A psychiatric classification of possessions

The difference between a mental disorder and a possession is not always obvious, especially in cases, where medicine claims the right to spiritual matters. Every case takes intuition and a separation of a psychiatrist’s and an exorcist’s competence.

The specificity of classification of possessions

As can clearly be seen, the classification below, marked with code F44.3 excludes the interpretation of a possession as an enslavement of a person’s body by a demon. The phenomenon of possession is recognized as a state somewhere between a trance, epilepsy, a schizophrenic psychosis and a sensation of being overcome by a spirit, a demon or some force. However, it is only a question of the patient’s “sensation”, since a naturalist approach to illness excludes the existence of Satan and – in effect – the possibility of a demon’s influence on a human.

The classification completely ignores symptoms such as levitation, ability to speak unlearned foreign languages, strength disproportionate to body-build, aversion for blessed items (with an ability to recognize blessed objects from ones that have not been blessed), knowledge of hidden events and paranormal phenomena in the surroundings. On the other hand, it does not answer the question of what the reason of a possession, tormenting or obsession might be. Such a shallow recognition results in harm for the possessed, who undergo pharmacological therapy. It does harm to the psychiatrists themselves as well, who – when encountering cases of authentic possession – remain helpless and exposed to demonic aggression. An example of a mistaken diagnosis was Anneliese Michel, who underwent a troublesome therapy using antiepileptic medicine. It resulted in her death due to exhaustion.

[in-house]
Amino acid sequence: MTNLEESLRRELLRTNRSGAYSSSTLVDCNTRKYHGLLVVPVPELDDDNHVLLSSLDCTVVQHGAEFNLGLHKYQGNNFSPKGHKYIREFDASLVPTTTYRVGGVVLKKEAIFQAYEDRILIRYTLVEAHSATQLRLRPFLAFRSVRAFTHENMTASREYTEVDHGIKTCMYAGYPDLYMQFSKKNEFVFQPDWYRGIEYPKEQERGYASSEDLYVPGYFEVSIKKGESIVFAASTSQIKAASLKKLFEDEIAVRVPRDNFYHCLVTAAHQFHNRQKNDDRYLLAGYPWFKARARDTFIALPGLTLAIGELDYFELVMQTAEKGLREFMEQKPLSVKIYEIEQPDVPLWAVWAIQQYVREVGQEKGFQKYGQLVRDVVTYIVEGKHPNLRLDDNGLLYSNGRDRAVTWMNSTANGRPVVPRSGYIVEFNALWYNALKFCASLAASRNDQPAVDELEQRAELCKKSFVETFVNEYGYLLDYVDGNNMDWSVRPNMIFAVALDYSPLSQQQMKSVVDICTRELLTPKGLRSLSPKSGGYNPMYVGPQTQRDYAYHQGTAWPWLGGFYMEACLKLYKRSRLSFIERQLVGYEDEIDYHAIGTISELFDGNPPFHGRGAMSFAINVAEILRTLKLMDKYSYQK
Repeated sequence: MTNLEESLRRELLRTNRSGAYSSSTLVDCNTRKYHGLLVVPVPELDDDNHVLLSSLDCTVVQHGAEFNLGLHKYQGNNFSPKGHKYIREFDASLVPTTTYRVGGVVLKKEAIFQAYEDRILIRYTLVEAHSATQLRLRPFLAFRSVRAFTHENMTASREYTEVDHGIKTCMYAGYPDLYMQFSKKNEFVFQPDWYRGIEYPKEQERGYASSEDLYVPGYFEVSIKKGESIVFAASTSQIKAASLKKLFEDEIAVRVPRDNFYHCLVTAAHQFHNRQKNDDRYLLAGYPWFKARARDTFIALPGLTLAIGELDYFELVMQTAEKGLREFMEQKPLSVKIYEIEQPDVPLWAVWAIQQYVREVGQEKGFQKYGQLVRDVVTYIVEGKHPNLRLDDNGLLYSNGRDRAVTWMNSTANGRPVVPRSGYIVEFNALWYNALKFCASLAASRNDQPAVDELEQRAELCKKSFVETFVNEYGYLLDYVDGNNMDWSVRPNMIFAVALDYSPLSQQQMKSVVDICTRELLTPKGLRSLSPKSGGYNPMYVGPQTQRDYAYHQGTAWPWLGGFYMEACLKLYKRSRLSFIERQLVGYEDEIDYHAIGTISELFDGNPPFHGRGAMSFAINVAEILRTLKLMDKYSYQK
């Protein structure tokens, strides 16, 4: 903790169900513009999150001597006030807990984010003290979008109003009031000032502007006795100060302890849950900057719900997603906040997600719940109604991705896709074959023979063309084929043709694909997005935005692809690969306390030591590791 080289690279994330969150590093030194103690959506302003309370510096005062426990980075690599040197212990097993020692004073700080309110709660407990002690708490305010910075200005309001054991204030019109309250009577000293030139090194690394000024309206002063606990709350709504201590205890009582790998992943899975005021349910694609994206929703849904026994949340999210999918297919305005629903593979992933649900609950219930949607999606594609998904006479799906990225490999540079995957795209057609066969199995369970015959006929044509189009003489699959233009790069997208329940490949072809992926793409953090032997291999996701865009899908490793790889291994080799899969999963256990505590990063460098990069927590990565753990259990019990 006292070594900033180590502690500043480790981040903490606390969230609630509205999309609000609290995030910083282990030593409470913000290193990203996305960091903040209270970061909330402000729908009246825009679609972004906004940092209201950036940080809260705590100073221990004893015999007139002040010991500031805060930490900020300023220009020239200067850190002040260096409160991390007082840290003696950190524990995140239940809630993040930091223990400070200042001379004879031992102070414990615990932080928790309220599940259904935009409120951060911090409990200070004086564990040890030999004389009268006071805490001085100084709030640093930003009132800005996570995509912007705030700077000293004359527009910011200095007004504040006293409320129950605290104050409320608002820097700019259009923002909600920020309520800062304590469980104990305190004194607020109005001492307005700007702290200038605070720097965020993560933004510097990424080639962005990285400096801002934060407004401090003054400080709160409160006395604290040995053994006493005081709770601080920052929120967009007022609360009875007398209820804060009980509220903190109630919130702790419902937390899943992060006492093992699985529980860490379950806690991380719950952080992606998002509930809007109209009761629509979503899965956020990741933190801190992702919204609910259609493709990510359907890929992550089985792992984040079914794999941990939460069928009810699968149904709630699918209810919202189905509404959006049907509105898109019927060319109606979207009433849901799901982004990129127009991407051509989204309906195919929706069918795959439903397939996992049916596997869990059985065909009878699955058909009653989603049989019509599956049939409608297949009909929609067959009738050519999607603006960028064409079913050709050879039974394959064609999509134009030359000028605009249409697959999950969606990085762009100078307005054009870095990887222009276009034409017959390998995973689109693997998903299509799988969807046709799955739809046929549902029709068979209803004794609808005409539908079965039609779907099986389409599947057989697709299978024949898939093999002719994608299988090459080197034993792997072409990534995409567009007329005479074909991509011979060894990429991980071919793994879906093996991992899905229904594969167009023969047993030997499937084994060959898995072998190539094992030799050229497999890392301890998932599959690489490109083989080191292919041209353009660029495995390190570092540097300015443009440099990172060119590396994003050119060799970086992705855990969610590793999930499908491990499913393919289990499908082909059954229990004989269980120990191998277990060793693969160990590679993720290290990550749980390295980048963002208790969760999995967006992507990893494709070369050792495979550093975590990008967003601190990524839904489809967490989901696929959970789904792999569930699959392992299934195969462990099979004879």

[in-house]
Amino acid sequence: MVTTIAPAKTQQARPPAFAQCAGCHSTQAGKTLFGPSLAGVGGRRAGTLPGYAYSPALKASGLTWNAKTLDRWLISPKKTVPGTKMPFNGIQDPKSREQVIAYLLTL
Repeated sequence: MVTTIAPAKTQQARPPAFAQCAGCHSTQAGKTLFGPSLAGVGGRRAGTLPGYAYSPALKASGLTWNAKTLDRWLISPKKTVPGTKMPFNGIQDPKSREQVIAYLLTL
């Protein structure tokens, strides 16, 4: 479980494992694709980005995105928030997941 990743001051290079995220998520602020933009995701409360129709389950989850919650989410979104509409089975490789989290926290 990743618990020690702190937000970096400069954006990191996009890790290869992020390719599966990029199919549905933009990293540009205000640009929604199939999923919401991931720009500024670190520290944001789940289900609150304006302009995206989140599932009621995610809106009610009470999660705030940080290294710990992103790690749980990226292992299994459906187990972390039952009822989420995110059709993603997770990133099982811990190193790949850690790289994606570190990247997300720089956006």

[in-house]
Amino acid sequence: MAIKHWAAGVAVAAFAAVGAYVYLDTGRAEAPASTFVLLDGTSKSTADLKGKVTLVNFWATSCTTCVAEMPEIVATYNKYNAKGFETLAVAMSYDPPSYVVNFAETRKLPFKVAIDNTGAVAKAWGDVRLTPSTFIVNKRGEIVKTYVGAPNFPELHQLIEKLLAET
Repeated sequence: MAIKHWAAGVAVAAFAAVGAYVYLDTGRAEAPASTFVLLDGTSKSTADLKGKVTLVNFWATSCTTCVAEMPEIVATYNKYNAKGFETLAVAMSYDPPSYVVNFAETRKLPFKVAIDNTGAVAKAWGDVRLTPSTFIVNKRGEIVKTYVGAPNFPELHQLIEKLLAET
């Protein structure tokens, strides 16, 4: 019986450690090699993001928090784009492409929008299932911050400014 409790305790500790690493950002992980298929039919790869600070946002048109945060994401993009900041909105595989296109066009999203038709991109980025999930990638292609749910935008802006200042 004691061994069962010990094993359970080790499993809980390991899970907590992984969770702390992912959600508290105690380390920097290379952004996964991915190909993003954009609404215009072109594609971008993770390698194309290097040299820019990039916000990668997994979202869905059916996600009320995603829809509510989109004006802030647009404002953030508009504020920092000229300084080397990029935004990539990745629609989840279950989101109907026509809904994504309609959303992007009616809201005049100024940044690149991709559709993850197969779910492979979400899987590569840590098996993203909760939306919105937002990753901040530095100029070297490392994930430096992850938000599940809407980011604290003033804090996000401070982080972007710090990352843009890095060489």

The work of Simone Morabito

Simone Morabito, an Italian psychiatry professor nominated for the Nobel Prize, presents a different scientific approach to the phenomenon of possession. During his long experience in the medical field, professor Morabito met with cases of possession many times. The result of his research are books and numerous articles which might help doctors unfamiliar with the problem to react suitably. We strongly recommend his publications, as well as the book Exorcists and psychiatrists [Esorcisti e Psichiatri – not published in English] by father Gabriele Amorth, the exorcist of the Diocese of Rome.

Often the obsessed patients receive a psychologist’s certificate stating a lack of any dysfunctions, even though they themselves feel serious disorders. A visit to an exorcist priest with a request for recognition and advice is then recommended. Such a recognition might also prove very useful in uncertain cases, when there is no certainty whether the psychiatric disorders do not have a demonic basis. A certificate from a psychiatrist or a psychologist describing the disorders (or a lack of disorders) might help the exorcist in his own recognition.

A fragment of a discussion of diseases listed by the current ICD-10 disease classification (The International Statistical Classification of Diseases and Related Health Problems – 10th Revision).

Trance and possession disorders

Disorders in which there is a temporary loss of the sense of personal identity and full awareness of the surroundings. Include here only trance states that are involuntary or unwanted, occurring outside religious or culturally accepted situations.

Excludes: states associated with:

  • acute and transient psychotic disorders ( F23.- )
  • organic personality disorder ( F07.0 )
  • postconcussional syndrome ( F07.2 )
  • psychoactive substance intoxication ( F10-F19 with common fourth character .0)
  • schizophrenia ( F20.- )
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